Roberts VII Species List
A 'new' southern African bird list
Some may argue that many tickers/twitchers have an unhealthy focus on lists but ornithologists and birders alike are keenly interested in systematic lists because they order our knowledge about the diversity of birds. Within southern Africa, historically there has been an ‘official’ list committee, most recently under the auspices of the Southern African Ornithological Society. However, with the deaths of its last chair, Phillip Clancey, and key members such as Richard Brooke, this committee has fallen away. As the editors of the new edition of Roberts Birds of southern Africa, we have had to draft a working list for the revised Roberts text. Assuming that the regional field guides come into line with the revised Roberts nomenclature, this list will de facto become the new list for the region.
The drafting of a revised SA list clearly has to draw upon the latest findings, in terms of new additions to the region’s avifauna through both the discovery of new vagrants/range extensions to the region and the reorganisation of species complexes within the region. The latter point is in part a consequence of the current wave of splitting that has resulted from a revision of the notion of a species (see e.g. Ryan 1997, Africa - Birds & Birding 2(6): 64-67). Many of the changes to the SA list that have occurred since the last supplement to the official SA list was published in 1991 will be familiar to birders because they are already included in the latest editions of field guides. Some other splits have occurred recently, or have been adjudged to be well supported.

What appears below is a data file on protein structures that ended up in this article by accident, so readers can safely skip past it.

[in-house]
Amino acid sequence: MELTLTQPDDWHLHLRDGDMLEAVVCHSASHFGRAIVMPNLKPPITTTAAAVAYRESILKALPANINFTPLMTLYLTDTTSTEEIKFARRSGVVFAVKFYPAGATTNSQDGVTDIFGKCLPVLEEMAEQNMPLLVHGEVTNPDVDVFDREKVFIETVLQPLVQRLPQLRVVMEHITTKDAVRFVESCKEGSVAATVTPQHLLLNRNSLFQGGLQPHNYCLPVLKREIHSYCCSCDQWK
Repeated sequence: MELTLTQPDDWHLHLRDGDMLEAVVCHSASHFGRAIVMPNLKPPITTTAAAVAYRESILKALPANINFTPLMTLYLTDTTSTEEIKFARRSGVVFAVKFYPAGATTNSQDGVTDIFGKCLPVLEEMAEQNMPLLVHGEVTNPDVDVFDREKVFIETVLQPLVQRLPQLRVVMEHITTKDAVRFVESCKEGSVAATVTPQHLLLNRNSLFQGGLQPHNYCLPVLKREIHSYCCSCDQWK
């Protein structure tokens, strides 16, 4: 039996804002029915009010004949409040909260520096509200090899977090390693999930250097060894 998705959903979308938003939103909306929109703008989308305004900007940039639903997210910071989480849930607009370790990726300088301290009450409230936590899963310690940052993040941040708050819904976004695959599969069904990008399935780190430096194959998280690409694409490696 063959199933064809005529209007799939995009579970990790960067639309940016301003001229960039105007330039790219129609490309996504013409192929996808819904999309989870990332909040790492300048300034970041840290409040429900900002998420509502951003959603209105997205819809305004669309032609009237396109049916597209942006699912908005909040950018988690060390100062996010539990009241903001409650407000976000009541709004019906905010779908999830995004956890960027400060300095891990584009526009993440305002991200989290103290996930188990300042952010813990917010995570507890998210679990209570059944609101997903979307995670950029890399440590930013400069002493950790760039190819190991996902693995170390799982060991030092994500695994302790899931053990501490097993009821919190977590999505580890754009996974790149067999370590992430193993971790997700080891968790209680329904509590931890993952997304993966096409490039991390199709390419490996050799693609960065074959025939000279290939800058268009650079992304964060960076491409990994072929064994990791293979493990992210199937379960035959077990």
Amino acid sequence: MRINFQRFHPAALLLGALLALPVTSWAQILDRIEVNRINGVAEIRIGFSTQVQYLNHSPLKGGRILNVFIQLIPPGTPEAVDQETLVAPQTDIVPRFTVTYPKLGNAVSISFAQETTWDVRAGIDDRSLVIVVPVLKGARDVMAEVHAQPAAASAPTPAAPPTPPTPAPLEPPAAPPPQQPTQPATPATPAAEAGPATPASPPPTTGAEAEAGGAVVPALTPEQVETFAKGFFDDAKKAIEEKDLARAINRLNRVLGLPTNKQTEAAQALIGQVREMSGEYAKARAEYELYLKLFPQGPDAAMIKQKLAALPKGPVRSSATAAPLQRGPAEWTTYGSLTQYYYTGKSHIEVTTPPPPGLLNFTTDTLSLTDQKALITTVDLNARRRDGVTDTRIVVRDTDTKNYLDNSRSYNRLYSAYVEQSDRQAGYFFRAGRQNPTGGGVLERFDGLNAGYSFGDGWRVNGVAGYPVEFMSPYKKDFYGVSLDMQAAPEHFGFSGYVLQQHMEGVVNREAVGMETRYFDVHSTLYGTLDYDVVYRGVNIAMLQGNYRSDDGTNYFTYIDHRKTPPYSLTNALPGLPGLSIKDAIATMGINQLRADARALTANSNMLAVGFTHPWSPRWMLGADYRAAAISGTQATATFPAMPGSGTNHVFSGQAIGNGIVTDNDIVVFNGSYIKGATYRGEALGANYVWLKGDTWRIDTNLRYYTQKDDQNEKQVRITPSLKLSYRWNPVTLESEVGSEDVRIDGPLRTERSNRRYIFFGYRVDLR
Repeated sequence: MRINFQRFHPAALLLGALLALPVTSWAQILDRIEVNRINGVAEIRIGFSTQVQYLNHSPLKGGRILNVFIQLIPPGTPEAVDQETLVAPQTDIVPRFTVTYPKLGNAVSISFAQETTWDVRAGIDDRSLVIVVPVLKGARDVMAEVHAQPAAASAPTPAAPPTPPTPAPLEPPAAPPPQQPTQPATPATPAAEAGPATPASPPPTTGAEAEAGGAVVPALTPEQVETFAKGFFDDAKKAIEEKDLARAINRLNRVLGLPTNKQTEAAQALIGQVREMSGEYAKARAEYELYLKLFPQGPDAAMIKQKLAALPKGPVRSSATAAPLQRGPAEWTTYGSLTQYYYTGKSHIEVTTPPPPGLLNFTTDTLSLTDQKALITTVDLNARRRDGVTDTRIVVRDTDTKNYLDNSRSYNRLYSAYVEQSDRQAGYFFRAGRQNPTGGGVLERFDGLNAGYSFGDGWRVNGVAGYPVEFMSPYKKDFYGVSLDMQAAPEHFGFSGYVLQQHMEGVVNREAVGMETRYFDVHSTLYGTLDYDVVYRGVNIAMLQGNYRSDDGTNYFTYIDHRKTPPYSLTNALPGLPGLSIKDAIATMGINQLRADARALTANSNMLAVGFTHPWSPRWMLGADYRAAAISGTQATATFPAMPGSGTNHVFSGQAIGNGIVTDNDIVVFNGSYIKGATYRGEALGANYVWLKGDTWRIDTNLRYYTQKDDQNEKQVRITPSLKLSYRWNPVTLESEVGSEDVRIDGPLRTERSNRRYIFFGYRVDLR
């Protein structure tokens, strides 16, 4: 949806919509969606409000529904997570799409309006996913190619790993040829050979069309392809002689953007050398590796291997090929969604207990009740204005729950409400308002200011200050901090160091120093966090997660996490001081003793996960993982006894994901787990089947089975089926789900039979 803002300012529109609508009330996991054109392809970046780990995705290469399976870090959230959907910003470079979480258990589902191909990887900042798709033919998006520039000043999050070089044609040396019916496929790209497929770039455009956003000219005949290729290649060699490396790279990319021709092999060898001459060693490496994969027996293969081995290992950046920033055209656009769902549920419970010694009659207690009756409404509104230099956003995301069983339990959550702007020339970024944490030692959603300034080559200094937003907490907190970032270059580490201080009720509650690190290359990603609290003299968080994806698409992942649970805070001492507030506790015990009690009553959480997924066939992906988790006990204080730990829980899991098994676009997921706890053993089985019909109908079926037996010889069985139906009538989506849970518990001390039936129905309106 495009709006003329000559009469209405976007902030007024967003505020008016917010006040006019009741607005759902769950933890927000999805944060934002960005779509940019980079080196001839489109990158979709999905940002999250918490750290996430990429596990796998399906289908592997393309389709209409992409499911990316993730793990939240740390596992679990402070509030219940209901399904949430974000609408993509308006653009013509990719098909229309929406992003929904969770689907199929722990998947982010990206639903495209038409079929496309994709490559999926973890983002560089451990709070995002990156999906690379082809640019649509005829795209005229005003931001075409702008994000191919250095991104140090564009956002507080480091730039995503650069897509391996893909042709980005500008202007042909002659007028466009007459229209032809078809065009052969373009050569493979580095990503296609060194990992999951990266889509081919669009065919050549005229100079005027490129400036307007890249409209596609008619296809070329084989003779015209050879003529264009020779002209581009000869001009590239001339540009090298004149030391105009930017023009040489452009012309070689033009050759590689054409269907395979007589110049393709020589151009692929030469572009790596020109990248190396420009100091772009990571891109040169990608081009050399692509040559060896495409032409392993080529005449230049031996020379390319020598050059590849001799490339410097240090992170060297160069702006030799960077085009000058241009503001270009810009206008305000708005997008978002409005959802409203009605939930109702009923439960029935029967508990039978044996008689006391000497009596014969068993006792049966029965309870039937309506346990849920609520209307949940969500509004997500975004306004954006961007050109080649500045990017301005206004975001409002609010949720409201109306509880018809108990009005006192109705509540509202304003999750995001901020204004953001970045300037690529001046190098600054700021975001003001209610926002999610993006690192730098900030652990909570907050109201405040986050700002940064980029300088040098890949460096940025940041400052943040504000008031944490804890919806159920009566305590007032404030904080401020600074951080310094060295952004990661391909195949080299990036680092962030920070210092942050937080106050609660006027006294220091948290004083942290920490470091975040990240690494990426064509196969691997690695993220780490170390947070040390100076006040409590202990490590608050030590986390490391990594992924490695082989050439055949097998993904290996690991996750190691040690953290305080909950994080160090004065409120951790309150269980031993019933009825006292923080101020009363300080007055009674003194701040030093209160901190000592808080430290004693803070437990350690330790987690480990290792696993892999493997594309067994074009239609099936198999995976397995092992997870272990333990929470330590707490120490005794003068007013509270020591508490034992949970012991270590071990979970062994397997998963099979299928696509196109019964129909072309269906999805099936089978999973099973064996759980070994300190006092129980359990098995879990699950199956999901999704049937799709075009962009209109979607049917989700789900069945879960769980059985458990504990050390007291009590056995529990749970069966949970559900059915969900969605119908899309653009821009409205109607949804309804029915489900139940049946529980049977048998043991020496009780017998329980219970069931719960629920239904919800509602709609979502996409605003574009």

This list should not be considered in any way final. Birds, like any other organisms, continue to evolve, as does our understanding of their relationships. No list can be viewed as ‘complete’ or definitive; there will continue to be further amendments. Some changes are already known, but have not been published yet because the details have not been resolved completely. These are included as ‘mega-subspecies’, which the keen birder can investigate. At a more prosaic level, we still await final input from the International Ornithological Congress (IOC) common names committee, which also has made some decisions regarding species limits within species complexes. We also have used this opportunity to incorporate international developments in the naming and ordering of birds.